Home network help
Another notable feature new to NIS 2009 is the Home Network view, which gives users a network device map from which those devices can also be managed. Of particular note is a view of security danger zones, including wireless networks - setups that are notorious for being insecure both in home and business settings.
A remote-monitoring feature allows the user to keep tabs on whether other Norton-protected computers on the network are at risk, while a network map presents a visual picture of a network and all connected devices - a feature that allows users to detect when an unidentified and potentially unauthorised device has connected to the network.
The final menu item for Norton's Home Network view is Trust Controls, a feature that allows users to view or change default trust settings for the entire network or for individual network-connected devices.
Also new in NIS 2009 is Identity Safe, technology that allows for storage of personal information that is typically entered in buying, banking, browsing and online gaming. Identity Safe allows users to enter their personal information for a given site once; after that, they can kick back and let the feature fill in the necessary log-in information the next time they visit a particular site.
True, many Web browsers have similar functionality. Symantec doesn't mince words: the Identity Safe function offers to import your personal identity information from IE (but not from Firefox) and says that NIS 2009 will do a better job at keeping it safe, period. NIS 2009 works with Firefox, of course, but a Symantec representative says that the new ability of Identity Safe to import information is only for IE.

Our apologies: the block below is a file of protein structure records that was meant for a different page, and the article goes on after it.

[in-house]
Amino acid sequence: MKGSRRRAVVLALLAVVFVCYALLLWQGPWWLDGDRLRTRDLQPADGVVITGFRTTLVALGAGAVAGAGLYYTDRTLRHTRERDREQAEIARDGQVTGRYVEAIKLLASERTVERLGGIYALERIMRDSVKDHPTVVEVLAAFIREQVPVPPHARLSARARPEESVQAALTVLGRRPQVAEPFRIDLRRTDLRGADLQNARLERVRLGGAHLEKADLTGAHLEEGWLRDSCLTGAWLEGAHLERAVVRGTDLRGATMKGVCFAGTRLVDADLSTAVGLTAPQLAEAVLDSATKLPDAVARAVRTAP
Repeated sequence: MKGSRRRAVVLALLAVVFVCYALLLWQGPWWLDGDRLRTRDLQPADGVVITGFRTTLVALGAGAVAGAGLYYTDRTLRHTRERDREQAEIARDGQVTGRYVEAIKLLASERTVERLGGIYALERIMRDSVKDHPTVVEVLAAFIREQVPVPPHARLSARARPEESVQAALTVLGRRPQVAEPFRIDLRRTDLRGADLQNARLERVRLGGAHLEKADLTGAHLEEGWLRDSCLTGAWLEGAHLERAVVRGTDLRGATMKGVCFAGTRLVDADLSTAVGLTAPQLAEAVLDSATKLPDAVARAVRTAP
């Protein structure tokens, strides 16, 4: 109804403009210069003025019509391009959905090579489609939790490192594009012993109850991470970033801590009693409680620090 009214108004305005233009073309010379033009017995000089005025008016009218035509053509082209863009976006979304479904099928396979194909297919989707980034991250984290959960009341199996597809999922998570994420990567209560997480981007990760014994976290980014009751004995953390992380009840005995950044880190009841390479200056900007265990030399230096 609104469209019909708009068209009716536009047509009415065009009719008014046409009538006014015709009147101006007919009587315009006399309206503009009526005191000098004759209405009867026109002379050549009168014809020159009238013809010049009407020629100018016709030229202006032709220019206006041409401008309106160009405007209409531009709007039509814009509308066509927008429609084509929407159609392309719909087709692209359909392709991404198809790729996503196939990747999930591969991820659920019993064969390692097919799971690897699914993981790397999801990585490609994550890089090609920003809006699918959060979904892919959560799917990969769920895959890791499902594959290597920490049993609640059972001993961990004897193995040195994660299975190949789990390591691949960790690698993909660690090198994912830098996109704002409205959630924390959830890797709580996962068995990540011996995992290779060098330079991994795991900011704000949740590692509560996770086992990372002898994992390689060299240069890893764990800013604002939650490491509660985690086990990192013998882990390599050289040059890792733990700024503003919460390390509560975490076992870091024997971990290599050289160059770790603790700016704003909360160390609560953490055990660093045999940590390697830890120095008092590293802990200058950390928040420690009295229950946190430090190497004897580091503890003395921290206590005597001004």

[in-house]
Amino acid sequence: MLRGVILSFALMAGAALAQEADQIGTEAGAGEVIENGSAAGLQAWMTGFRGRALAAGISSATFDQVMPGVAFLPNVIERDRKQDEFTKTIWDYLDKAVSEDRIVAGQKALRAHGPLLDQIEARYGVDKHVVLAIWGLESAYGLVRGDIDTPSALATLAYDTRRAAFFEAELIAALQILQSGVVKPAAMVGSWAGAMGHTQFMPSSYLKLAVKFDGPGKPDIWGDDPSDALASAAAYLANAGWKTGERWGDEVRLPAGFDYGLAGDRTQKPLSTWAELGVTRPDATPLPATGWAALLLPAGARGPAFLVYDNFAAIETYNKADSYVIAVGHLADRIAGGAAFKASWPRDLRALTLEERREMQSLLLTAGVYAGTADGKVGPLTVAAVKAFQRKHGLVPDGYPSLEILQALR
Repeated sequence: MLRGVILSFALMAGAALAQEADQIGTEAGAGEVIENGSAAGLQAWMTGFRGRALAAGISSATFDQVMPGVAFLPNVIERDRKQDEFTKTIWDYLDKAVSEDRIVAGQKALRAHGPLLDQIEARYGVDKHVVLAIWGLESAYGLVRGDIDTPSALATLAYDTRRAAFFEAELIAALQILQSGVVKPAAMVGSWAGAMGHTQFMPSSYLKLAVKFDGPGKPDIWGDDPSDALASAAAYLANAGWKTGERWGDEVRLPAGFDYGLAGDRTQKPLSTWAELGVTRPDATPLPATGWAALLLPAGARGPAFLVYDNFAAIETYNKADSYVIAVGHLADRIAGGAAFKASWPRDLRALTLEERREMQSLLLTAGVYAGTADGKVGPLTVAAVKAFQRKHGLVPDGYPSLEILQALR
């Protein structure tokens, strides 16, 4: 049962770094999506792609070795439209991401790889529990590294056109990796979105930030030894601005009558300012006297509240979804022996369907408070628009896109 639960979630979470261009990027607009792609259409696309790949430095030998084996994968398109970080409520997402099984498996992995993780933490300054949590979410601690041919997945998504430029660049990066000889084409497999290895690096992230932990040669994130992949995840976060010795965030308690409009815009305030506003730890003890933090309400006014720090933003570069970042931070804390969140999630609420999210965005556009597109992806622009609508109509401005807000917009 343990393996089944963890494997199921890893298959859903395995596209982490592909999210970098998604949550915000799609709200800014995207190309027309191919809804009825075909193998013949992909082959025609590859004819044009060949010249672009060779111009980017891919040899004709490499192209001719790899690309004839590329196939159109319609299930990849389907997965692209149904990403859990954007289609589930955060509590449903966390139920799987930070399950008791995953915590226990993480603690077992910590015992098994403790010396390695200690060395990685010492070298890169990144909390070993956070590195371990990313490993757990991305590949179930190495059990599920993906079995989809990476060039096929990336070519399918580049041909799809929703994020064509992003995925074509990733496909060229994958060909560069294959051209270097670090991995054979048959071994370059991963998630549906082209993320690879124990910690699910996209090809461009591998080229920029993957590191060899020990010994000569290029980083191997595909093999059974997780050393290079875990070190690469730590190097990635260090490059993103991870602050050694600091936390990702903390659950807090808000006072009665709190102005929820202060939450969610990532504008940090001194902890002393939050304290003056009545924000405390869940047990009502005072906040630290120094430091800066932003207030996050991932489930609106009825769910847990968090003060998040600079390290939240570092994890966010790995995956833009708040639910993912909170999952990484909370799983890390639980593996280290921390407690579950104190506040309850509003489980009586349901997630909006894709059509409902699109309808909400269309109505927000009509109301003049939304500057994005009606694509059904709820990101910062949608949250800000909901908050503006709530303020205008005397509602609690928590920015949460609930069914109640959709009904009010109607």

Norton's updated toolbar grades sites for phishing attempts with a colour-coded check in the upper lefthand corner of the toolbar. We filtered through a Yahoo Mail spam folder to get a good, broad selection of unsavoury tidbits and decided to visit a "US based online p/h/a/r/m store" where we expected to be able to "buy any m.e.d.i.c.a.t.i.o.ns you need!"
After clicking on the link provided, Norton didn't report any phishing attempts. Naturally, we didn't follow through with inputting an email address and a query.
Instead, we turned to the Norton Public Beta Forum, where posters were reporting that NIS 2009 AntiPhishing is providing multiple false positives. More critically, NIS 2009 AntiPhishing is also missing phishing identifications that would seem to be easy catches, including URLs that are publicly identified as phishing sites according to PhishTank, a free site run by DNS service provider OpenDNS.
Symantec is obviously still fine-tuning the product and promises that whatever's causing the false positives and missed identifications will be ironed out in the final cut. In the meantime, Symantec asks that users send along the URLs for false positives or for phishing sites that slip under the radar.
Beyond phishing, if beta users suspect they've been infected with something seriously fishy-looking that NIS 2009 didn't detect, Symantec suggests running LiveUpdate to install the latest virus definitions and running a full system scan to remove detected malicious files. Symantec has further instructions here for troubleshooting suspected malware infections with the NIS 2009 beta.